In the Snell v Network Rail Infrastructure case, a male employee has succeeded in his claim for sex discrimination against his employer, Network Rail, and has been awarded nearly £30,000. His claim was based on the fact that while he would receive only statutory pay for any period of shared parental leave, his partner, the child’s mother, who also worked for the same employer, would receive full pay for 26 weeks followed by a further 13 weeks of statutory pay.
Network Rail conceded that its family-friendly policy was discriminatory in relation to its treatment of the claimant during the period of shared parental leave. As a result of the claim, the employer has amended its shared parental leave policy so that a mother’s pay during periods of shared parental leave has been reduced to the same statutory rate received by a father taking shared parental leave.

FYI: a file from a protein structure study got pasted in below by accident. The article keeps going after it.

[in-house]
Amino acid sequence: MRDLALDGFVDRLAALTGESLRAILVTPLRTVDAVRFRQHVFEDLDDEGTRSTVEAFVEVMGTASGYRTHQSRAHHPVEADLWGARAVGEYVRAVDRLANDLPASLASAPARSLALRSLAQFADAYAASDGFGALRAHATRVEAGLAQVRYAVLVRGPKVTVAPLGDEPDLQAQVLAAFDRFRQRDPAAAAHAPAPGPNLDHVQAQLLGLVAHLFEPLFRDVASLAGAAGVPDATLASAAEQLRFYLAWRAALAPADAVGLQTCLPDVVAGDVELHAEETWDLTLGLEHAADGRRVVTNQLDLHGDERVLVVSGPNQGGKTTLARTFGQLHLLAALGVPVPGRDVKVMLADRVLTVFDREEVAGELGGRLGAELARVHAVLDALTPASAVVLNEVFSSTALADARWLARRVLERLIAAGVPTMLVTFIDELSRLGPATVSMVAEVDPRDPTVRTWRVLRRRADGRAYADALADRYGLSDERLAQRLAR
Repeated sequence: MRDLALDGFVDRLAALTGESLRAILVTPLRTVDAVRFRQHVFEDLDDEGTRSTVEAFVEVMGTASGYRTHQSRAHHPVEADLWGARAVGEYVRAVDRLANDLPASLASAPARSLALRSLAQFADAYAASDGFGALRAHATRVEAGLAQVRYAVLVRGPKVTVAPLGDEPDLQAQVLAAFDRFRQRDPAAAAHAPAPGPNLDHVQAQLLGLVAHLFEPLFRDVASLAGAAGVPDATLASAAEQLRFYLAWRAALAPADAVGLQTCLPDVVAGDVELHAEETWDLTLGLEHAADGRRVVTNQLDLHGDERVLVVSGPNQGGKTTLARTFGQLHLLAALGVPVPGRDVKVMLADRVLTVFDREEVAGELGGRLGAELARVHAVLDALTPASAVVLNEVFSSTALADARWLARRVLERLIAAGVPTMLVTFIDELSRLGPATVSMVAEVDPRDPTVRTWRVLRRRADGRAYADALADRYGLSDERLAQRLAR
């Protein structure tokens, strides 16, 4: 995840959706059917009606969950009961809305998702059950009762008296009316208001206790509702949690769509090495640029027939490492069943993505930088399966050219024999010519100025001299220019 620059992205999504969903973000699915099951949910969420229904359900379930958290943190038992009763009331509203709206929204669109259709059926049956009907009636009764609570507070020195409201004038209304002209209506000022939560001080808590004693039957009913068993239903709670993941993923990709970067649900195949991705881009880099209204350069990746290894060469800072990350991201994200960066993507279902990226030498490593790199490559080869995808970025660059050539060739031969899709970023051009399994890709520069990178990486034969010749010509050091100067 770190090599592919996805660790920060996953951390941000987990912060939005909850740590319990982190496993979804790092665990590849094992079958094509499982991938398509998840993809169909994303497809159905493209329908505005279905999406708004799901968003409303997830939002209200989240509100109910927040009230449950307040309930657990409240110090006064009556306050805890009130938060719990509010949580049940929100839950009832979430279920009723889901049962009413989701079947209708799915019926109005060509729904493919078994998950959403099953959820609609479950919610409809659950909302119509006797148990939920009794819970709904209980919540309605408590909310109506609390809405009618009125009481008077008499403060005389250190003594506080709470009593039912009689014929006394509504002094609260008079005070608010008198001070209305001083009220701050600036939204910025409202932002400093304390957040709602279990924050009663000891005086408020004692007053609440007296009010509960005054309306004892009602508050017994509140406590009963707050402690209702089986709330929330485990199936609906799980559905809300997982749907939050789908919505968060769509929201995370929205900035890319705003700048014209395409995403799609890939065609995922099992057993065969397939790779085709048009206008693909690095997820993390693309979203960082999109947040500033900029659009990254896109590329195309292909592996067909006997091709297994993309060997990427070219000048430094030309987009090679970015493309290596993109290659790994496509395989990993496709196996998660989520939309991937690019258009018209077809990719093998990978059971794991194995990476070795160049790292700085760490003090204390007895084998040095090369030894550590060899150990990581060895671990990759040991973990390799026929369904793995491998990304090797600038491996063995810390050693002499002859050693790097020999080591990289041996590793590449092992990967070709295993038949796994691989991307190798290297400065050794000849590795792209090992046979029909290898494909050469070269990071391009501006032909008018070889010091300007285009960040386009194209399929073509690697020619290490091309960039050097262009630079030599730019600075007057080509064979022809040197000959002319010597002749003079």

Although this case is a Scottish tribunal case and is therefore not binding on English tribunals, it is not a surprising decision. Government guidance on shared parental leave suggests that if an employer offers an occupational scheme to a mother on shared parental leave it could constitute sex discrimination if such an occupational scheme was not offered to a father or the mother’s partner.
There had been press reports that Network Rail had reduced its enhanced maternity pay to the statutory level as well. However, this is not the case and it, like many employers and following government guidance, continues to offer enhanced maternity pay, but not shared parental leave pay.
Therefore the question of whether an employer can differentiate in this way, and any objective justification as a defence (for example, to recruit and retain women in a male-dominated workforce) remains another discrimination argument for another day.
Catrina Smith is partner in the employment team at law firm Norton Rose Fulbright